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Driving Audi's Q3 compact crossover

By Roger St Pierre

Bold, purposeful styling and that now familiar Audi ‘big gob’ grille mark out the new Q3 as a serious premium compact SUV challenger to the likes of the BMW X1, the Subaru Forester, Toyota’s RAV4 and the new Ranger Rover Evoque – all of them very serious sets of wheels.

Does the Audi have an edge? Well, based on the high level of rewarding motoring I enjoyed during my week behind its leather-clad wheel, I’d say yes.

The bigger models in Audi’s Q range have all proved themselves and little brother doesn’t let the family down.

There’s a selection of two petrol and two diesel engines and those prospective buyers with smaller wallets might for once find the principle of less means more will play out in their favour. Being considerably lighter than the Quattro 4x4 versions, the entry-level front-wheel drive 2.0-litre TDi version is more agile and handles better. Additionally, it can manage a frugal 45-mpg in the combined cycle.

The four-cylinder engines combine direct fuel injection with turbo-charging, an energy recovery system and a stop-start function.

The three Quattro versions mate their smooth-running engines to slick seven-speed S-tronic gearboxes.

It doesn’t take up a lot of road space but the Q3’s relatively tall stance means a lot can be packed into the interior. There’s leg, shoulder and head room aplenty, even in the rear – the roof sloping away steeply but not until its last reaches.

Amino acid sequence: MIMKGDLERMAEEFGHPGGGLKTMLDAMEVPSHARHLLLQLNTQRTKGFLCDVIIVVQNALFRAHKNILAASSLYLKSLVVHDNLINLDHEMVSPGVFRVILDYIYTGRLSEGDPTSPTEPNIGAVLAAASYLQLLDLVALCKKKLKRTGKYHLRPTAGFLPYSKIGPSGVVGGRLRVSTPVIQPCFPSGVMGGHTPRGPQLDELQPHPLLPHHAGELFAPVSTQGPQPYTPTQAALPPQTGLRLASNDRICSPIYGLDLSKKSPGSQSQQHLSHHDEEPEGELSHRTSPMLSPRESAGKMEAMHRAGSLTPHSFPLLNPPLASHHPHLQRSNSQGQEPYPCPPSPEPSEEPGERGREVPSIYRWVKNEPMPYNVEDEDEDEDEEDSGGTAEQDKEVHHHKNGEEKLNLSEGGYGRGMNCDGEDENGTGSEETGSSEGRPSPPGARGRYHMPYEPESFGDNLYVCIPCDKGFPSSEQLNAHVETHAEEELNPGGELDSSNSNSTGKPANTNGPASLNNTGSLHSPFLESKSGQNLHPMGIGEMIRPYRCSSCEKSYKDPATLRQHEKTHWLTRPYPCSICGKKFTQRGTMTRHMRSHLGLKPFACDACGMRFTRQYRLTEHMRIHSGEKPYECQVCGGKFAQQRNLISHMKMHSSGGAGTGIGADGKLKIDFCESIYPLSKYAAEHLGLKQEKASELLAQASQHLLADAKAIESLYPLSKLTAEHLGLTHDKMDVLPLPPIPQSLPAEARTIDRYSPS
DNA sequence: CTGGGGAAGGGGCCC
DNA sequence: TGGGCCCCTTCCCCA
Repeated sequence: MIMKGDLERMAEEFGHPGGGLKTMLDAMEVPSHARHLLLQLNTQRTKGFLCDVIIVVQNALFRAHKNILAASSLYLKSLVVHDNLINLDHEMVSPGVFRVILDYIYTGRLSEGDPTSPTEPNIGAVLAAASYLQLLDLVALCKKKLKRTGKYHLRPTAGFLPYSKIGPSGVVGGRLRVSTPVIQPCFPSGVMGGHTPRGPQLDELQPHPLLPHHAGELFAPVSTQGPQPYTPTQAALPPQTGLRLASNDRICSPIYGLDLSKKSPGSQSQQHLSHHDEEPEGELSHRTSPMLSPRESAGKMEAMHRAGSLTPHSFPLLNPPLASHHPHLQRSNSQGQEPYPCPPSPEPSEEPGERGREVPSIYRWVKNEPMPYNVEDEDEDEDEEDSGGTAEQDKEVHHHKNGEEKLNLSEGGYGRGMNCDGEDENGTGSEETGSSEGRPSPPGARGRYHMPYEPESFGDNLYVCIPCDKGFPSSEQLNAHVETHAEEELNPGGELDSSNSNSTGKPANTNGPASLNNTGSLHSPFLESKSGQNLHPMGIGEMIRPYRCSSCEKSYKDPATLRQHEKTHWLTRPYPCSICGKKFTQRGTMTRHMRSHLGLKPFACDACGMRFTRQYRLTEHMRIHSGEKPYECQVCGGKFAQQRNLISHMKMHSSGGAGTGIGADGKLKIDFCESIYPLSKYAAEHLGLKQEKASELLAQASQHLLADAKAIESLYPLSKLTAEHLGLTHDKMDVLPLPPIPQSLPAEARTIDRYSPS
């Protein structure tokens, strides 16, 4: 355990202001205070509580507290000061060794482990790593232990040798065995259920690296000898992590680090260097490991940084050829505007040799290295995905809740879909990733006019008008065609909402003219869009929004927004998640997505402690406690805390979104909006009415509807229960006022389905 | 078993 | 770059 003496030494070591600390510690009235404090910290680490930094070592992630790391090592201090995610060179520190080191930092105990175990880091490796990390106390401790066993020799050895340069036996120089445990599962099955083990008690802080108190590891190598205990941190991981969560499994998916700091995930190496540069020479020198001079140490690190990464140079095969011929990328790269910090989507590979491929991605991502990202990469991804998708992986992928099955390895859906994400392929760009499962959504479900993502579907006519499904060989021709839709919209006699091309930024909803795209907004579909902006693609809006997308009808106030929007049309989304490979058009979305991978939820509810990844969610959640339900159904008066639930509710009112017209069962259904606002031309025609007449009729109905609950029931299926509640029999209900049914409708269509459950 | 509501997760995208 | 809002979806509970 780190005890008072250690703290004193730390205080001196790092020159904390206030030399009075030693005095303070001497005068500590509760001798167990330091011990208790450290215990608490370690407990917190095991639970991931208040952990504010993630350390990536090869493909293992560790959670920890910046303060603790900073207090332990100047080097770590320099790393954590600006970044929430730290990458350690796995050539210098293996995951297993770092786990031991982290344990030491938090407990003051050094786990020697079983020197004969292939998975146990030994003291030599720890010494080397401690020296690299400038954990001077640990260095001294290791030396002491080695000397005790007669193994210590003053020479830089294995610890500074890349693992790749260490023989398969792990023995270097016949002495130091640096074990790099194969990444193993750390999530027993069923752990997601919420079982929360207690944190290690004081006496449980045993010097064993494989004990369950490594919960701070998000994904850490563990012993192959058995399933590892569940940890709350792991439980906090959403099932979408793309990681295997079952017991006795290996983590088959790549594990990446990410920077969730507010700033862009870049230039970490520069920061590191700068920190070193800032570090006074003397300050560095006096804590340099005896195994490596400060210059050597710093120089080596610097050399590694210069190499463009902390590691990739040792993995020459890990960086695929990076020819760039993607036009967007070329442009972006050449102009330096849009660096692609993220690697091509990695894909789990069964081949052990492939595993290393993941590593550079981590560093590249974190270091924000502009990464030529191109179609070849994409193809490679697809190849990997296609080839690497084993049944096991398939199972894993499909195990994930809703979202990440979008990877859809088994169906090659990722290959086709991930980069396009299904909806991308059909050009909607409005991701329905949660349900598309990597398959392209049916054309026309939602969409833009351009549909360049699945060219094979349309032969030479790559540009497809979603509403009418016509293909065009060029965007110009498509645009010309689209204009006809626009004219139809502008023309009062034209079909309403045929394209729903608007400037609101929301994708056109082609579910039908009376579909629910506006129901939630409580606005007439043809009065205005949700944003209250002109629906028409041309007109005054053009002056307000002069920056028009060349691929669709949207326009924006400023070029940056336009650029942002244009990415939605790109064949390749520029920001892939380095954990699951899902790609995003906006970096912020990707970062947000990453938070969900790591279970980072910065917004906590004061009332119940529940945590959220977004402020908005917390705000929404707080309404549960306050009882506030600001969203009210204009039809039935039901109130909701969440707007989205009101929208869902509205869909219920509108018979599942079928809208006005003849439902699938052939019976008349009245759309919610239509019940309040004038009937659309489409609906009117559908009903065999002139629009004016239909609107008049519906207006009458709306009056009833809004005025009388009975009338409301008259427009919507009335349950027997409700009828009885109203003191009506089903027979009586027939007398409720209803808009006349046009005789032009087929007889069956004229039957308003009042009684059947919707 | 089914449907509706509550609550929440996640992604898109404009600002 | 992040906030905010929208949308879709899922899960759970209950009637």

Luggage capacity is generous too, making the car ideally suited to long motorway hauls and family motoring holidays – though a downer is that the rear bench does not fold completely flat and the boot lip is rather high.

Driver comfort is enhanced by a steering wheel that adjusts both up and down and fore and aft, while there are ample storage cubbies for the usual clutter.

Readers of Off Road magazine recently voted the Q3 Quattro as ‘Best in Class’ in the ‘Small Off-Road 4x4’ category of the title’s prestigious awards.

Unlike some rivals, Audi offers comprehensive equipment as standard, including an electro-mechanical parking brake and hill hold assist, the Chorus audio system, air-conditioning and a range of restraint systems. Also available is a choice of optional extras garnered directly from the marque’s luxury models. These include an adaptive lighting set-up for the xenon plus headlights, a panoramic glass roof, an LED interior lighting packages and power-adjustable front seats.

Built at Audi-Volkswagen group’s facility in Spain, the Q3 fully meets the company’s usual German design and build quality standards. Prices rage from £24,560 upwards.

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